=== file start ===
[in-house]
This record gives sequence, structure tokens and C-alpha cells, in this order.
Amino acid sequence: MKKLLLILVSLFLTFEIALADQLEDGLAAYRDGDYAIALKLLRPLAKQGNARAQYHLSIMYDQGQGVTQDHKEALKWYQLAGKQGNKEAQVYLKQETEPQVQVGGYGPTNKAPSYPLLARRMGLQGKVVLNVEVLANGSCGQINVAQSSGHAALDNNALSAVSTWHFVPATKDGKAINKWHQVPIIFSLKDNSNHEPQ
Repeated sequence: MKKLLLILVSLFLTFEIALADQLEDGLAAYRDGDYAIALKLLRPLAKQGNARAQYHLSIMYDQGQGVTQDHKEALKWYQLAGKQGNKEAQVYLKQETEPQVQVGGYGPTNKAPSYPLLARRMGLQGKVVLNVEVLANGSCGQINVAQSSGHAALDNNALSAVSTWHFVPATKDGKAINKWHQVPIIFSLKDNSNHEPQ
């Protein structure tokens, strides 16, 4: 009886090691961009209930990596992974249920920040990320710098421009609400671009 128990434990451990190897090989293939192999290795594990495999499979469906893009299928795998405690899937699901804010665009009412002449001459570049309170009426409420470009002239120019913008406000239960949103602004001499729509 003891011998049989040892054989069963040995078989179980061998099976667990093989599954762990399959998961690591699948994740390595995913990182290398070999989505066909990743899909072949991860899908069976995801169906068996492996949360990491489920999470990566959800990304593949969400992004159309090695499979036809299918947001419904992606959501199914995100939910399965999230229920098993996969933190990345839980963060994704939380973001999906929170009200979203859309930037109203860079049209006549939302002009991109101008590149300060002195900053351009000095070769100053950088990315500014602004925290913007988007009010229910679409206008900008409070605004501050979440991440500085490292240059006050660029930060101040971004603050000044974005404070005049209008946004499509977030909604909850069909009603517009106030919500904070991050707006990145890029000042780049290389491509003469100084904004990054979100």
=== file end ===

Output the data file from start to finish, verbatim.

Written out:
[in-house]
This record gives sequence, structure tokens and C-alpha cells, in this order.
Amino acid sequence: MKKLLLILVSLFLTFEIALADQLEDGLAAYRDGDYAIALKLLRPLAKQGNARAQYHLSIMYDQGQGVTQDHKEALKWYQLAGKQGNKEAQVYLKQETEPQVQVGGYGPTNKAPSYPLLARRMGLQGKVVLNVEVLANGSCGQINVAQSSGHAALDNNALSAVSTWHFVPATKDGKAINKWHQVPIIFSLKDNSNHEPQ
Repeated sequence: MKKLLLILVSLFLTFEIALADQLEDGLAAYRDGDYAIALKLLRPLAKQGNARAQYHLSIMYDQGQGVTQDHKEALKWYQLAGKQGNKEAQVYLKQETEPQVQVGGYGPTNKAPSYPLLARRMGLQGKVVLNVEVLANGSCGQINVAQSSGHAALDNNALSAVSTWHFVPATKDGKAINKWHQVPIIFSLKDNSNHEPQ
């Protein structure tokens, strides 16, 4: 009886090691961009209930990596992974249920920040990320710098421009609400671009 128990434990451990190897090989293939192999290795594990495999499979469906893009299928795998405690899937699901804010665009009412002449001459570049309170009426409420470009002239120019913008406000239960949103602004001499729509 003891011998049989040892054989069963040995078989179980061998099976667990093989599954762990399959998961690591699948994740390595995913990182290398070999989505066909990743899909072949991860899908069976995801169906068996492996949360990491489920999470990566959800990304593949969400992004159309090695499979036809299918947001419904992606959501199914995100939910399965999230229920098993996969933190990345839980963060994704939380973001999906929170009200979203859309930037109203860079049209006549939302002009991109101008590149300060002195900053351009000095070769100053950088990315500014602004925290913007988007009010229910679409206008900008409070605004501050979440991440500085490292240059006050660029930060101040971004603050000044974005404070005049209008946004499509977030909604909850069909009603517009106030919500904070991050707006990145890029000042780049290389491509003469100084904004990054979100």